Members of the Joint Committee of the Proposed Church Order have traveled the continent explaining the work they have done and seeking input for future modifications. It appears that the same structure was used at each site with different committee members reporting on different sections of the proposed church order. The meeting I attended drew a surprisingly large number of people.
We are grateful for the work of the committee who represented their work well at the conference. Rev. Van Woudenberg introduced the panel and read the mandate given to the committee by each Synod (URCNA & CanRC). Rev. Sikkema read the Introduction and Historical Background to the Proposed Joint Church Order. He also noted that “Foundational Principles” had been changed to “Foundational Statements.” He also said that those who analyze the Church Order must “be careful to read carefully.”
Mr. G. Nordeman offered an overview of the first section “Offices.” Several questions were asked, including why licensure was being taken out of the hands of the elders and put into the hands of the classis. The reply was that such licensure would not be limited to one church, but, since the licentiate would be exhorting in several churches of the federation, he should be examined by the classis.
Rev. Scheuers explained some of the major changes in the Church Order in the section on Assemblies. He explained why he thought Regional Synods would be beneficial to the federation. Rev. Scheuers, who has been president of the URCNA Synod twice, said that he considered the size of the URCNA Synod to be unwieldy, and believed this would make Synod more of a deliberative body than the way the URCNA does it now.
Rev. Nederveen led the assembly through the “Worship, Sacraments, and Ceremonies” Section of the Proposed Church order. He pointed out that the article dealing with the type of songs to be sung in a Worship Service (Article 35) was the only place where the committee had not come to a consensus. Interestingly enough, it appears the lack of consensus came not over Genevan Psalms vs. Hymns but over who would approve what songs could be sung in a worship service. While that remains a flashpoint in the URCNA, Article 41 (who may come to the Lord’s Supper) was said to be the flashpoint for the CanRC.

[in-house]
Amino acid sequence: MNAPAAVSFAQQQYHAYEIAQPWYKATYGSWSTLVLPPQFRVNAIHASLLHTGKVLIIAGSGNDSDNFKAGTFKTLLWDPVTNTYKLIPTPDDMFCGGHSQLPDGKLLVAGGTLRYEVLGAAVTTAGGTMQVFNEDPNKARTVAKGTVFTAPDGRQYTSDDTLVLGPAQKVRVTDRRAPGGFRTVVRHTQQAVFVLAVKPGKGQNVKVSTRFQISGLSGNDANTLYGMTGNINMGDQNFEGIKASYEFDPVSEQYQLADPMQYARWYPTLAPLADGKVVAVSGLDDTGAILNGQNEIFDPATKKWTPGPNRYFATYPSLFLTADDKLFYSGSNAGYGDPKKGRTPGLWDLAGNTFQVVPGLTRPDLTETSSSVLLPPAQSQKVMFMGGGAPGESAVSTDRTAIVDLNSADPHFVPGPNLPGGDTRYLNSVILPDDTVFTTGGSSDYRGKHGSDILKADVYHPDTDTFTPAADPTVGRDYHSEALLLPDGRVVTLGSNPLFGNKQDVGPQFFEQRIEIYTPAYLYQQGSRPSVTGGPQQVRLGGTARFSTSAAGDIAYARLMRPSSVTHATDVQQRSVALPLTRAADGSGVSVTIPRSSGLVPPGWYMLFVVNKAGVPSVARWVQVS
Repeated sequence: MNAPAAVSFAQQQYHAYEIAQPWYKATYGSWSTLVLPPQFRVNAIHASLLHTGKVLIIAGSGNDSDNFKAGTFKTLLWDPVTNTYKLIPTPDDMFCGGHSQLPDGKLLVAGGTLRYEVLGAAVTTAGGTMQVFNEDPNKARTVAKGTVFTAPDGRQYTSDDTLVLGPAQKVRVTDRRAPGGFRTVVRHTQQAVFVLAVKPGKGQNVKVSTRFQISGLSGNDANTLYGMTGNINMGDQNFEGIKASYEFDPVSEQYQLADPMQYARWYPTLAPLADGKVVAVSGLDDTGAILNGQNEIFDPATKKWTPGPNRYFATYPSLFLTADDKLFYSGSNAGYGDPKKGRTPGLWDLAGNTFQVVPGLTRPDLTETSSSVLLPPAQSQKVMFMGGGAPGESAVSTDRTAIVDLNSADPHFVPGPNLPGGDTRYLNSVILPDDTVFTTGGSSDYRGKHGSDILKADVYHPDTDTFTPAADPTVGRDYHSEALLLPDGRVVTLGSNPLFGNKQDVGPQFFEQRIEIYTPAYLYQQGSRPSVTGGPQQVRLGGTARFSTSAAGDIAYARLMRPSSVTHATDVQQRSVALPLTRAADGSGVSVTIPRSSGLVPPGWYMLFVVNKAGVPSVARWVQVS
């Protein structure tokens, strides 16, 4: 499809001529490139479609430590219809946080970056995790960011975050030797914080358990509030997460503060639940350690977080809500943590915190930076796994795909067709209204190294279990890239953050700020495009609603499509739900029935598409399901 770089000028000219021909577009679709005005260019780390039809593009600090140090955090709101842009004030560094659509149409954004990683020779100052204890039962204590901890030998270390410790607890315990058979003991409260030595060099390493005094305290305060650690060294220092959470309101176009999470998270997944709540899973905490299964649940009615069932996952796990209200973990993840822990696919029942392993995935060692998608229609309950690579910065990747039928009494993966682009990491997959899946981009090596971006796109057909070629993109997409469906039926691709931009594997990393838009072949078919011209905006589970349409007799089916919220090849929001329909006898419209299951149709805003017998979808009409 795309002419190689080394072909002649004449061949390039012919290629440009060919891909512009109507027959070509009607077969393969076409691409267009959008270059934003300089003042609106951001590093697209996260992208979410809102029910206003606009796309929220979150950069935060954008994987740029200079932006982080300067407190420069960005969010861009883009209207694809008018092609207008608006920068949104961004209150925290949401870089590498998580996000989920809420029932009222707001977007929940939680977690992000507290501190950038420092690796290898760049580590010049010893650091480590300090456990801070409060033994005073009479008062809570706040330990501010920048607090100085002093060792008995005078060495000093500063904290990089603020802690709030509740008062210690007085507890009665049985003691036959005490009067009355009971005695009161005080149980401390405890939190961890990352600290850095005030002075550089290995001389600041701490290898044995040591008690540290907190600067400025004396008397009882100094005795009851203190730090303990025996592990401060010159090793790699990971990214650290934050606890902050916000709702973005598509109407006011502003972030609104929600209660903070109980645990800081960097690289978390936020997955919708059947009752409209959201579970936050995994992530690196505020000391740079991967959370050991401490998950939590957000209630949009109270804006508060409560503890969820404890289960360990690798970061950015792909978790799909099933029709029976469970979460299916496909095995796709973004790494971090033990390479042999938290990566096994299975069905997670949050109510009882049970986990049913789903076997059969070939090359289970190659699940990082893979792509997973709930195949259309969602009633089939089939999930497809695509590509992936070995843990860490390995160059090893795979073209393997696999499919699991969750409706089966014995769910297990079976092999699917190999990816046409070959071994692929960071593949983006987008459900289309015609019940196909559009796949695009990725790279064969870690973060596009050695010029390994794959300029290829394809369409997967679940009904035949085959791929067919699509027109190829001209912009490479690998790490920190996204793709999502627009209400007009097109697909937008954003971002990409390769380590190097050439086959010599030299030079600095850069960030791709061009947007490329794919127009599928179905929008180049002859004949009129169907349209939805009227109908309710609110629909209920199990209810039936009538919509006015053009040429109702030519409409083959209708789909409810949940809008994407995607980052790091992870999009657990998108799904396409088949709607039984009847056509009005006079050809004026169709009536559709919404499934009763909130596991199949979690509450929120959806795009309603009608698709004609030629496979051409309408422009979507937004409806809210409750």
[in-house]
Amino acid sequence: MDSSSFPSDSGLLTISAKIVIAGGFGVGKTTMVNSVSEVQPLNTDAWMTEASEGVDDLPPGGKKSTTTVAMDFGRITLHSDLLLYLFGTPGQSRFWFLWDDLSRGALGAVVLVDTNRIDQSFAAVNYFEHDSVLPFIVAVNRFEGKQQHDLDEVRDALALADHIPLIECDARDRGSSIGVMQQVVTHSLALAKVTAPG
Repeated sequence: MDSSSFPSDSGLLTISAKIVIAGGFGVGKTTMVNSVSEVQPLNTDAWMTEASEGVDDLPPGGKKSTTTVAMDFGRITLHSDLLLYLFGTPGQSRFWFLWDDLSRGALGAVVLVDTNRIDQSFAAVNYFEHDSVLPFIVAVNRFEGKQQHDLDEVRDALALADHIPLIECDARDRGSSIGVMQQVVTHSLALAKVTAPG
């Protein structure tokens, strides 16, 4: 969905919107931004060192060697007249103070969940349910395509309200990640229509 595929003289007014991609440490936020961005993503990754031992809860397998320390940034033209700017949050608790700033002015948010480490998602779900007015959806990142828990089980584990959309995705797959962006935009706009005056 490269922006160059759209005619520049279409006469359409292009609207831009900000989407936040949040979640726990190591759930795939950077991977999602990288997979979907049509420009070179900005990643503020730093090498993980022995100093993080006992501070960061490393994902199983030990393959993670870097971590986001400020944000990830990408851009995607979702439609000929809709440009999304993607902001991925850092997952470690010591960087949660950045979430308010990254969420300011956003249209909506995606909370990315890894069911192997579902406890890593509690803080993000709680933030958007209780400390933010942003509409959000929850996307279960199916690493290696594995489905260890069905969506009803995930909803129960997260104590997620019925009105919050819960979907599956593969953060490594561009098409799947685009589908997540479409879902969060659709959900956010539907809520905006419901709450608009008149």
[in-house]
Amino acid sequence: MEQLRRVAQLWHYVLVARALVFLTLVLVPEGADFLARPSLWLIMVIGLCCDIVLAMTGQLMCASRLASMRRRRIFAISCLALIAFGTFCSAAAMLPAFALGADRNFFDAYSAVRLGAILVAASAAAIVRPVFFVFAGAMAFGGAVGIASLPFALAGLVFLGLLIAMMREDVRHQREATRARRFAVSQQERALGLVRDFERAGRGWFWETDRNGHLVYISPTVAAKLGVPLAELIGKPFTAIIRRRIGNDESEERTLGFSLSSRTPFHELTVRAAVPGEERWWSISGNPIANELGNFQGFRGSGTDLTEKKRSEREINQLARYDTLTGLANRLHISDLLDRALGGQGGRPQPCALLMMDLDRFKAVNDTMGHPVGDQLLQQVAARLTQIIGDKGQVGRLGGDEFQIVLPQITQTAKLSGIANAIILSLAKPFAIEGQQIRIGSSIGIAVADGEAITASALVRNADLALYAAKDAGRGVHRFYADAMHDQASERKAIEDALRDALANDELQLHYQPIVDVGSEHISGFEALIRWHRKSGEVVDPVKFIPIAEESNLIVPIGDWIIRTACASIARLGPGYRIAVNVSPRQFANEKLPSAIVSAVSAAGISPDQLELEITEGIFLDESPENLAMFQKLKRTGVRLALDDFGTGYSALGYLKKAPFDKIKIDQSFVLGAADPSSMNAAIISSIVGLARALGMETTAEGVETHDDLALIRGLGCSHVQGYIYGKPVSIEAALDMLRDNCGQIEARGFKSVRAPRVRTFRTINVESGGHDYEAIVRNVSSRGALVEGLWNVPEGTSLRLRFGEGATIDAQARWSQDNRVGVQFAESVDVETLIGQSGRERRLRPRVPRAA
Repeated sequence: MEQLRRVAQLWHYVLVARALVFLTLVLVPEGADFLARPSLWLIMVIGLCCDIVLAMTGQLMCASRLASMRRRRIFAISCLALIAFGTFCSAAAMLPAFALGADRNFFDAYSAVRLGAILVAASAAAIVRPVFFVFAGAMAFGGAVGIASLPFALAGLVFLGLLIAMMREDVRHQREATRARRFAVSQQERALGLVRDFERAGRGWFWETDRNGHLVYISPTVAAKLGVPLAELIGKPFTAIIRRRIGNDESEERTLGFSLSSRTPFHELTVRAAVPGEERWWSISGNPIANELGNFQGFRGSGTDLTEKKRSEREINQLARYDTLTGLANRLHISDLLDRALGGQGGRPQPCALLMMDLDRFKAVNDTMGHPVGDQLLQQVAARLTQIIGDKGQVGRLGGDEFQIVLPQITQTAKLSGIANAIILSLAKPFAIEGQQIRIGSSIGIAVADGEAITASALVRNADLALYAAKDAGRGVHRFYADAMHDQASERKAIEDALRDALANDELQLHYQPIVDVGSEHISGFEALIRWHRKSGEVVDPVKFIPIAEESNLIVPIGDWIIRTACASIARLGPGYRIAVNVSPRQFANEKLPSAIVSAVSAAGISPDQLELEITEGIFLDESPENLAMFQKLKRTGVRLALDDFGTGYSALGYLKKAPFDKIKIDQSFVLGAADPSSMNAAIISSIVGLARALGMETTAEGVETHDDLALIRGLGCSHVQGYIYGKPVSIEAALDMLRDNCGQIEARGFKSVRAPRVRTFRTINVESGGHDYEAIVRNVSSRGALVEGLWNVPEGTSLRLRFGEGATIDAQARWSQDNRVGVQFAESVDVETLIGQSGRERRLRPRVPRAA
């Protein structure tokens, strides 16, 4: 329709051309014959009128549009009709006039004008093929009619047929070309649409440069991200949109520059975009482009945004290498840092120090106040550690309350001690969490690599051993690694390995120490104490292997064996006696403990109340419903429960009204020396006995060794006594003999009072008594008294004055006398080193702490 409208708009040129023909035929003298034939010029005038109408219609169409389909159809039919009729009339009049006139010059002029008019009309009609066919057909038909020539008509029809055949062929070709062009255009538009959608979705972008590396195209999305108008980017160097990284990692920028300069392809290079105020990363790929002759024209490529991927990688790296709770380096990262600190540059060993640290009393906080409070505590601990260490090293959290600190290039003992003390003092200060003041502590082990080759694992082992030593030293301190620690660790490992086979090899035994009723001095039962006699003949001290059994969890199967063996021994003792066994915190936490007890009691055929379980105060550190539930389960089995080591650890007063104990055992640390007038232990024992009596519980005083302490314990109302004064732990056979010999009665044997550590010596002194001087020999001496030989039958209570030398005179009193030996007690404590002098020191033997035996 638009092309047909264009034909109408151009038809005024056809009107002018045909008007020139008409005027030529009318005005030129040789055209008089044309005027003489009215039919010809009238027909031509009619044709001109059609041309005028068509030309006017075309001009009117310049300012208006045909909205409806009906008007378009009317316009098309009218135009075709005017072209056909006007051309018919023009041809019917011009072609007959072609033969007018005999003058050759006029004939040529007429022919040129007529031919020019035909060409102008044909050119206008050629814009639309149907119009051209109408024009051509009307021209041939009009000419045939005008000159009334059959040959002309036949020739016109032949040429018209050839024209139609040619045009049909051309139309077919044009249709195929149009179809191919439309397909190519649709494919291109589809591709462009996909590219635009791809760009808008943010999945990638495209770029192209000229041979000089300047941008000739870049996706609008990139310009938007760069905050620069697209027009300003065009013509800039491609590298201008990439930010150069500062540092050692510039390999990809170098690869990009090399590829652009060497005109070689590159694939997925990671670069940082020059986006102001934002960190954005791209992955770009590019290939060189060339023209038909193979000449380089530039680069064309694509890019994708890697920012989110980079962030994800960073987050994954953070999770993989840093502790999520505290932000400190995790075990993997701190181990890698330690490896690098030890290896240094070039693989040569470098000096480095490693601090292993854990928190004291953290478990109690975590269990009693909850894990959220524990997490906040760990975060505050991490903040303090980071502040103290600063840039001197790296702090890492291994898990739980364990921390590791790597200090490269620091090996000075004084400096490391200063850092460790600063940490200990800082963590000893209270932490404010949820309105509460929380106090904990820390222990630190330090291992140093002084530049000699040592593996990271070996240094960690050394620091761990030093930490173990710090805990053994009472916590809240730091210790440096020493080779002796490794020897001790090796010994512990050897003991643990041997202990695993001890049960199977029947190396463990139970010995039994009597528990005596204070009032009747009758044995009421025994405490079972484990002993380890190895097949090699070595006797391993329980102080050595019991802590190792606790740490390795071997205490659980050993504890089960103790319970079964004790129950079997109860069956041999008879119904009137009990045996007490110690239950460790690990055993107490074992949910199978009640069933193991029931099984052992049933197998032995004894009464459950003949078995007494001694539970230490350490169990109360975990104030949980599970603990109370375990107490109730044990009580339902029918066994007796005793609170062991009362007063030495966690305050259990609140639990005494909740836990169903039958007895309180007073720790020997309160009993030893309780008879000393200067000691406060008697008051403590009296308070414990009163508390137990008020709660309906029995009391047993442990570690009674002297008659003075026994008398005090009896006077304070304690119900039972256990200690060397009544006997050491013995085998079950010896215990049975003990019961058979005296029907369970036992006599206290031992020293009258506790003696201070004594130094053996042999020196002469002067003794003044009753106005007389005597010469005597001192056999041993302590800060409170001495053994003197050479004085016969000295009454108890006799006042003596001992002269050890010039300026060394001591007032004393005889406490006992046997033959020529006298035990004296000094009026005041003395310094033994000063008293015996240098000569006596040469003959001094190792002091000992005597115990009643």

Mr. Van Gurp led the section of Discipline. Article 56 “The Withdrawal of Members” was discussed at length. Some believe that members cannot “self-excommunicate” themselves, which this article seems to permit. The discipline of a “mature non-communicant member” was also discussed. It is peculiar that the first step would be to suspend him from the sacraments—something he should not be participating in if he has not made profession of his faith.
The meeting lasted well over two hours. Several times ministers and (former) elders argued that this new Church Order was usurping the authority of the elders and placing it in the hands of the broader assemblies. Members of the URCNA were reminded that they are a Federation that is to work together, not a group of individual congregations. They were assured that elders were still the ruling body of the church. Apparently, not many were convinced. The buzz afterwards remained that the new Church Order shows a great distrust in the elders and puts everything in the hands of the broader assemblies. For example, if approved, consistories would no longer be permitted to grant licensure; that would be done by classis. Elders would no longer be able to invite someone to preach in the absence of their minister unless the individual was first approved by classis. Vacant churches would need Counselors; Church Visitors would no longer be “invited” to consistories but would inform consistories when they were coming to visit. Even ministers are told where they are supposed to visit the members of their church
In addition, if approved, Synodical Deputies would be present to oversee and approve almost everything a classis does. Although assured that the classis would still have the “final word,” one wonders how long it would take before that is reversed. This is the very system that many people in Michigan left fifteen years ago. It is no wonder that one church’s elders could be overheard to say that they had left that system once; they would not be afraid to do it again.
It is very clear the the CanRC members of this committee do not understand the great fear of hierarchy within the URCNA! One concern expressed over coffee afterward by elders from various churches was that the URCNA would try to adopt this church order even if the federation did not unite with the CanRC. Perhaps that comes because we have seen how our Synod has adopted things in the past that were never discussed in classes or consistories (i.e. the nine points and the invitation to the OCRC to join our federation).